Home     Health     Abdominal aortic aneurysms – Causes, symptoms, risk factors, and more
Abdominal aortic aneurysms – Causes, symptoms, risk factors, and more

Abdominal aortic aneurysms – Causes, symptoms, risk factors, and more

An abdominal aortic aneurysm (AAA) occurs when the wall of the aorta, a large artery that transports blood from the heart to the rest of the body, is damaged. As the wall weakens, the diameter of the aorta increases and can eventually burst. A ruptured AAA is fatal in most cases. Most aneurysms don’t cause any symptoms until they burst. Therefore, it’s essential to know the signs of an AAA and get checked if you have any concerns.

What are Abdominal Aortic Aneurysms?
Abdominal aortic aneurysms (AAA) are a type of heart disease that can occur in the abdominal area. They’re also known as thoracic aortic aneurysms, the most common type of aortic aneurysm.

What causes the aneurysms?
Abdominal aortic aneurysms are a type of cardiovascular disease that can occur due to many different factors. However, the most common cause is atherosclerosis, the build-up of cholesterol and other fatty substances in the arteries. It can lead to the formation of an AAA, a weakened section of your aorta. There’s always the risk that an AAA will rupture and cause serious complications.

Who is at risk for developing the condition?
Several factors can raise the risk of developing an abdominal aortic aneurysm. These include high blood pressure, infection, trauma, atherosclerosis (hardening of the arteries), older adults, and family history.

Men are also at greater risk than women. If you have any of these risk factors, it’s essential to be aware of the signs and symptoms of an abdominal aortic aneurysm so that you can seek treatment if necessary.

What are the symptoms of Abdominal Aortic Aneurysms?
The main symptom of AAA is chest pain, which may be severe enough to cause you to faint or collapse. Other symptoms may include:

  • Shortness of breath
  • Weakness
  • Sweating
  • Rapid heart rate
  • Severe pain in the abdomen or back
  • A feeling of pulsing or throbbing in the abdomen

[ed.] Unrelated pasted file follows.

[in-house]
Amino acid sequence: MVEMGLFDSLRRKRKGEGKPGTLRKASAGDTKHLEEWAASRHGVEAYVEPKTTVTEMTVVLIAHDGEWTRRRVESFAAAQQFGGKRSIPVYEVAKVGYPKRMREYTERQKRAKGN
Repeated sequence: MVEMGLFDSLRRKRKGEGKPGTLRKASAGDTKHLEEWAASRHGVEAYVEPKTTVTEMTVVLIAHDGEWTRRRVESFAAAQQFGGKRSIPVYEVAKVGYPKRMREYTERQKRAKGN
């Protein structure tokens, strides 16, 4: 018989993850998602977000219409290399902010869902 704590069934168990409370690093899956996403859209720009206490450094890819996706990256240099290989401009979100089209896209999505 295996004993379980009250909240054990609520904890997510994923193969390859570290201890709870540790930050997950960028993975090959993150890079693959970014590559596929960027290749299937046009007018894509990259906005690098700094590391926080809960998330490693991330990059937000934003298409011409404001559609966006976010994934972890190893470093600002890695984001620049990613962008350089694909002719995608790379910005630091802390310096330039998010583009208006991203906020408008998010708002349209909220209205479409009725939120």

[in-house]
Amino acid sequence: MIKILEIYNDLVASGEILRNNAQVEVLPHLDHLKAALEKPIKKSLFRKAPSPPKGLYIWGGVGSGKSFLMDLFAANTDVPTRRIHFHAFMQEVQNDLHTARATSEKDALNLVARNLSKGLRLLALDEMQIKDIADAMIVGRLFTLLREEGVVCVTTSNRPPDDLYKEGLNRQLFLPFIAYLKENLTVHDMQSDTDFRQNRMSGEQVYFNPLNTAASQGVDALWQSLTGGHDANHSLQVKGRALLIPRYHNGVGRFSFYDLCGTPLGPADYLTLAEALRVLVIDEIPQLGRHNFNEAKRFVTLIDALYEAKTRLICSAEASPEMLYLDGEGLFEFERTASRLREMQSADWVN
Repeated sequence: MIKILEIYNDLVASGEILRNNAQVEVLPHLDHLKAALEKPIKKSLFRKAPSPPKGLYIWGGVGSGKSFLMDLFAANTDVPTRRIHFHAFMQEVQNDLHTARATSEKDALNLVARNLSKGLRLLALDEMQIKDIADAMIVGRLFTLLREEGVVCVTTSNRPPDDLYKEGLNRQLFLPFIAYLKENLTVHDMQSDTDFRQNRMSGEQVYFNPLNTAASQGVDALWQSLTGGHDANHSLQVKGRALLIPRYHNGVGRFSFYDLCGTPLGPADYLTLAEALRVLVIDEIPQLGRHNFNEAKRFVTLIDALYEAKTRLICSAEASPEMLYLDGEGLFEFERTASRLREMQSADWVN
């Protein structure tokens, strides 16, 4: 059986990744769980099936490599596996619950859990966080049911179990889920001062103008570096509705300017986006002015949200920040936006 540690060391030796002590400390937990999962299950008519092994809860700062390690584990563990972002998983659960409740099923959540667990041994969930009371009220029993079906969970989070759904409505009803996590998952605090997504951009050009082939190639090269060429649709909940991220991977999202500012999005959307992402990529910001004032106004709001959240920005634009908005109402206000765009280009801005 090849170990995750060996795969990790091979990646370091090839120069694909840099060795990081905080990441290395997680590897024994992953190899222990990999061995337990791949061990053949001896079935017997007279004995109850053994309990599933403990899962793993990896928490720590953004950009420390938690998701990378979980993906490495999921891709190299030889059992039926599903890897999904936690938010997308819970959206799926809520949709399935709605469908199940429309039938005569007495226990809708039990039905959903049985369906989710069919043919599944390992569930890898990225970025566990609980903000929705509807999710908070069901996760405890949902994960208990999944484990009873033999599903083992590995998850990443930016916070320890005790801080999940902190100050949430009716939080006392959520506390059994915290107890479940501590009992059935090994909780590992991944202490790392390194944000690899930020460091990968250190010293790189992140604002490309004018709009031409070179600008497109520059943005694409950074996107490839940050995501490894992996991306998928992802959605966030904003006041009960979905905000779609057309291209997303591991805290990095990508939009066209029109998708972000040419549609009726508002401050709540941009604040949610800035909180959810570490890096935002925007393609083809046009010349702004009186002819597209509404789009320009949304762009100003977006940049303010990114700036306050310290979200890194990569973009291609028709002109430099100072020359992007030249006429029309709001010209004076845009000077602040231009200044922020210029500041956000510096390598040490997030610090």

• Nausea and vomiting
  • Lightheadedness or fainting

If you have any such signs or symptoms, you must get them checked out immediately. The sooner you diagnose and treat the condition, the better your chances are for a successful outcome.

How are Abdominal Aortic Aneurysms diagnosed?
To diagnose AAA, your doctor will undergo the following tests:

  • Magnetic Resonance Imaging (MRI)
  • Computerized Tomography (CT) Scan
  • Chest X-ray
  • Arteriogram
  • Transesophageal echocardiogram (TEE)

The most common is an MRI, which can provide detailed images of the aorta and any potential aneurysms. CT scans and chest X-rays can also help diagnose an AAA, as they can show the size and location of the aneurysm. An arteriogram is another test that can be used to diagnose an AAA. This involves checking for any changes in blood vessels so they can be seen more clearly on an X-ray.

Finally, a transesophageal echocardiogram (TEE) is another test that may be used to diagnose the condition. This involves high-frequency sound waves into the esophagus that initiates a picture of your heart and aorta.

What are the effective treatment options?
The most common treatment option for abdominal aortic aneurysms is open surgery, which involves grafting (placing the graft) in the aorta. This procedure is usually done as an emergency measure when other treatments have failed or when the risk of rupture is high.

Endovascular surgery is another standard treatment option for AAAs and involves inserting the graft into a blood vessel outside the body. This approach has several advantages over open surgery: it’s less invasive, doesn’t require general anesthesia or overnight hospitalization, and has a lower risk of complications such as bleeding or organ failure.

Treatment for AAA typically involves several stages, and the goal is to prevent it from rupturing and causing further injury to your heart or other organs.